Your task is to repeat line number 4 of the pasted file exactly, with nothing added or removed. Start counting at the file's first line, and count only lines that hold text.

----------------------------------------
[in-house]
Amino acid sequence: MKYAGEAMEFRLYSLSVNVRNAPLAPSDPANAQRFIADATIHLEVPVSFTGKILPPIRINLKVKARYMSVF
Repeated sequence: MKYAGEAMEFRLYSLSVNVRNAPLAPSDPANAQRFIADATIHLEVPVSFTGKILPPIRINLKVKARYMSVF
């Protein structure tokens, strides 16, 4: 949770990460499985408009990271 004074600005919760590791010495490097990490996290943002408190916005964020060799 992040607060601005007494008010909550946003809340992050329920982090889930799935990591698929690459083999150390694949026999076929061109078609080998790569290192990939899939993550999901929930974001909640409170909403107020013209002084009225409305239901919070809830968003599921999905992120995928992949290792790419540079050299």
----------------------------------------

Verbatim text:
């Protein structure tokens, strides 16, 4: 949770990460499985408009990271 004074600005919760590791010495490097990490996290943002408190916005964020060799 992040607060601005007494008010909550946003809340992050329920982090889930799935990591698929690459083999150390694949026999076929061109078609080998790569290192990939899939993550999901929930974001909640409170909403107020013209002084009225409305239901919070809830968003599921999905992120995928992949290792790419540079050299």